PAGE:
Despite this, courts in the European Union have in a number of recent cases resisted some of the innovations of the EU system and have affirmed the enduring pull of a different conception of territoriality. This Article defends many of these acts of resistance, and supports further modifications of the EU model, in part because of the increased problem of overlapping rights. That increased overlap requires a critical reading of these innovative mechanisms and attention to a broader range of values in implementing the model. These propositions are supported both by a more theoretically complex conception of trademark territoriality (13) and a richer normative account of the European project (itself, these days, a project in flux and one about which, from Britain, it is hard to write without profound melancholy). (14)


    Trademark protection is territorial. (15) Indeed, it is a cardinal principle that all intellectual property law is territorial. (16) It has been since at least the Paris Convention in 1883 or the Berne Convention in 1886, (17) both of which are foundational international agreements that perhaps paradoxically installed territoriality as the governing principle of international intellectual property relations. (18)

    International harmonization, which has become more intense since the signing of the Agreement on Trade-Related Aspects of Intellectual Property Rights (TRIPS) over twenty years ago, (19) has not interfered with the purity of territoriality as a legal proposition. But global trade, and even more so an online marketplace, has called into question the practical relevance of the principle that trademark law is territorial. There is a growing gap between the global reach of markets and the national scope of marks. (Much) trade is actually international; trademarks are legally national, and historically acquired and protected on a country-by-country basis. Such gaps between law and commerce create costs and uncertainues.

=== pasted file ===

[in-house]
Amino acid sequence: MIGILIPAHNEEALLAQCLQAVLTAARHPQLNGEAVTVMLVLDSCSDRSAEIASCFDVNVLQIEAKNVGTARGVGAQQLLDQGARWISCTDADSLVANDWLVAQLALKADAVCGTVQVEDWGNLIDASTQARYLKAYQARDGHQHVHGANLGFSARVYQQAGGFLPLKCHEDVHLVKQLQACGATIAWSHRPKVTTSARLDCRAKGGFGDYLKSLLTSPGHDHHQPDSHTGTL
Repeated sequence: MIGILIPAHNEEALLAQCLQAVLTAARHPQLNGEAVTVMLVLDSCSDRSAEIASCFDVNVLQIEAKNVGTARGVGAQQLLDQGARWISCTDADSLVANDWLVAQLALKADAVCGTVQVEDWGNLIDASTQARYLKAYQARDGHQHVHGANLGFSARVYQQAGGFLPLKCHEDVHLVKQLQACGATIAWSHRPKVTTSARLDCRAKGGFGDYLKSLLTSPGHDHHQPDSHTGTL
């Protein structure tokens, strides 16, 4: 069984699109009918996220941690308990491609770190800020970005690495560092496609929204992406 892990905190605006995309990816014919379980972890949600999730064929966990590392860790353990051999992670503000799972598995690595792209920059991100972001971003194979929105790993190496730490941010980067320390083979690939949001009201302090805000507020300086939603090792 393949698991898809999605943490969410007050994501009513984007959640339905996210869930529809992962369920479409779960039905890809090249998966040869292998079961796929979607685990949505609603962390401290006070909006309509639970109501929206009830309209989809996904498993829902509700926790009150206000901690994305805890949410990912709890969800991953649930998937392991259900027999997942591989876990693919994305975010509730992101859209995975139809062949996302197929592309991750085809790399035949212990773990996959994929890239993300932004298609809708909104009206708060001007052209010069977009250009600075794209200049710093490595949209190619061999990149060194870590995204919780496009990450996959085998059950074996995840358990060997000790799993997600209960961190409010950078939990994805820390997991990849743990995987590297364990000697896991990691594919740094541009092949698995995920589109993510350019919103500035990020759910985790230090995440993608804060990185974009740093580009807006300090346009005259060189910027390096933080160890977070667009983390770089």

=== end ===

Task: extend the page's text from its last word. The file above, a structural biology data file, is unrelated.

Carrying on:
Concern about gaps between local law and international commerce is not new. Indeed, the Paris Convention itself was a response to pressures on national systems created by international trade. (20) And every so often in the 130 years since, litigants or scholars, policymakers or judges, have remarked on the fact that we are living in a wholly different world, and that trademark law must dramatically adapt. 21 What (if anything) is trademark law to do about this apparent gap between commercial reality and legal principle? How, if at all, should we reconfigure legal principle to comport with commercial reality? (22)


    International and regional trademark law has developed a number of mechanisms designed to facilitate trademark protection across borders, beyond substantive harmonization. (23) Some, such as the protection of wellknown marks under the Paris Convention (first introduced in 1925), map protection to actual reputation in the transnational marketplace. (24) Others, such as the priority period and telle quelle mechanisms under the Paris Convention, (25) or the procedural reforms of the Trademark Law Treaty and the Singapore Trademark Law Treaty, are designed to offer transnational protection by facilitating registration of marks on multiple national registers. (26) This too explains the conceptual basis of the Madrid Protocol, (27) to which the United States and the European Union adhered in 2002 and 2004, respectively. (28)

    The next step conceptually in efforts to facilitate truly transnational protection is the advent of so-called unitary (registered) rights that transcend national borders. The EUTM is the leading exemplar of such rights. In some respects, and at least if applied to a broad geographic space, this may appear to be a quite radical approach to overcoming the territoriality of national trademark rights. But in other respects it is reaffirmation of a territorial approach to trademarks, with the simple adjustment of the relevant "territory."

    A conventional assessment of the conditions in which unitary rights have grown up suggests that such adjustments are far easier, and perhaps more likely to succeed, when certain political institutions exist (or are created) that map in some way to the new territory. (29) But one of the questions discussed briefly in Part VI of this Article is whether supranational political institutions are sufficient to ensure the success of a system of unitary rights. (30) At the very least, it is clear that...